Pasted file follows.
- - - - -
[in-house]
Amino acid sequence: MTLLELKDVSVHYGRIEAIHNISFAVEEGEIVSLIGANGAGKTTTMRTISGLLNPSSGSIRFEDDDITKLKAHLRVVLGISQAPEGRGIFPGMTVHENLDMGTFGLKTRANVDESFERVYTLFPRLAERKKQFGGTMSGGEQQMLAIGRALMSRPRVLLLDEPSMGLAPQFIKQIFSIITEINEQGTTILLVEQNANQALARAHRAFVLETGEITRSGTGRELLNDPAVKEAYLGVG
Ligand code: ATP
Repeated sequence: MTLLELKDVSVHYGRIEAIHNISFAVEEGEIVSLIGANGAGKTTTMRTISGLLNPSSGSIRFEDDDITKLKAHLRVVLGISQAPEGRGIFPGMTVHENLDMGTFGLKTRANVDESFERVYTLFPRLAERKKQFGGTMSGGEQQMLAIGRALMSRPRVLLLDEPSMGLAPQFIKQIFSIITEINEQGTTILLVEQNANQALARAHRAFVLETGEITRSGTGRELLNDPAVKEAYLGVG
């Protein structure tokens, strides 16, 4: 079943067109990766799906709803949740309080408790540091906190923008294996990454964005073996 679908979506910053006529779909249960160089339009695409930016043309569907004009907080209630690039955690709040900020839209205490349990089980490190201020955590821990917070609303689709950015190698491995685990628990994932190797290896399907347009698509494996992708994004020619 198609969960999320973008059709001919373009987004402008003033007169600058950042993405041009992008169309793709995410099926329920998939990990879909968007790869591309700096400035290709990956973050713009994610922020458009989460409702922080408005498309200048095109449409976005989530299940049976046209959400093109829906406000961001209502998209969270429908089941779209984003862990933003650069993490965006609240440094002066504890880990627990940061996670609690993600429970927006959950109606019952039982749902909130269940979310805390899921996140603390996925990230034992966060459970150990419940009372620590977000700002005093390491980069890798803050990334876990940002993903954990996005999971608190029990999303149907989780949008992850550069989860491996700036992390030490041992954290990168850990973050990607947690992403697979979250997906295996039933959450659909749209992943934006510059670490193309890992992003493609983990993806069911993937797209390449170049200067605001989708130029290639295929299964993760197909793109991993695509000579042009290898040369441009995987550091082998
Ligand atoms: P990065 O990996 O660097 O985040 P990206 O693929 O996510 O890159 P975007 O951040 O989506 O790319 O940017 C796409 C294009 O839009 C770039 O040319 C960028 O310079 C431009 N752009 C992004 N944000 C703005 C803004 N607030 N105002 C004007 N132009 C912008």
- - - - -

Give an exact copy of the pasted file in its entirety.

[in-house]
Amino acid sequence: MTLLELKDVSVHYGRIEAIHNISFAVEEGEIVSLIGANGAGKTTTMRTISGLLNPSSGSIRFEDDDITKLKAHLRVVLGISQAPEGRGIFPGMTVHENLDMGTFGLKTRANVDESFERVYTLFPRLAERKKQFGGTMSGGEQQMLAIGRALMSRPRVLLLDEPSMGLAPQFIKQIFSIITEINEQGTTILLVEQNANQALARAHRAFVLETGEITRSGTGRELLNDPAVKEAYLGVG
Ligand code: ATP
Repeated sequence: MTLLELKDVSVHYGRIEAIHNISFAVEEGEIVSLIGANGAGKTTTMRTISGLLNPSSGSIRFEDDDITKLKAHLRVVLGISQAPEGRGIFPGMTVHENLDMGTFGLKTRANVDESFERVYTLFPRLAERKKQFGGTMSGGEQQMLAIGRALMSRPRVLLLDEPSMGLAPQFIKQIFSIITEINEQGTTILLVEQNANQALARAHRAFVLETGEITRSGTGRELLNDPAVKEAYLGVG
């Protein structure tokens, strides 16, 4: 079943067109990766799906709803949740309080408790540091906190923008294996990454964005073996 679908979506910053006529779909249960160089339009695409930016043309569907004009907080209630690039955690709040900020839209205490349990089980490190201020955590821990917070609303689709950015190698491995685990628990994932190797290896399907347009698509494996992708994004020619 198609969960999320973008059709001919373009987004402008003033007169600058950042993405041009992008169309793709995410099926329920998939990990879909968007790869591309700096400035290709990956973050713009994610922020458009989460409702922080408005498309200048095109449409976005989530299940049976046209959400093109829906406000961001209502998209969270429908089941779209984003862990933003650069993490965006609240440094002066504890880990627990940061996670609690993600429970927006959950109606019952039982749902909130269940979310805390899921996140603390996925990230034992966060459970150990419940009372620590977000700002005093390491980069890798803050990334876990940002993903954990996005999971608190029990999303149907989780949008992850550069989860491996700036992390030490041992954290990168850990973050990607947690992403697979979250997906295996039933959450659909749209992943934006510059670490193309890992992003493609983990993806069911993937797209390449170049200067605001989708130029290639295929299964993760197909793109991993695509000579042009290898040369441009995987550091082998
Ligand atoms: P990065 O990996 O660097 O985040 P990206 O693929 O996510 O890159 P975007 O951040 O989506 O790319 O940017 C796409 C294009 O839009 C770039 O040319 C960028 O310079 C431009 N752009 C992004 N944000 C703005 C803004 N607030 N105002 C004007 N132009 C912008």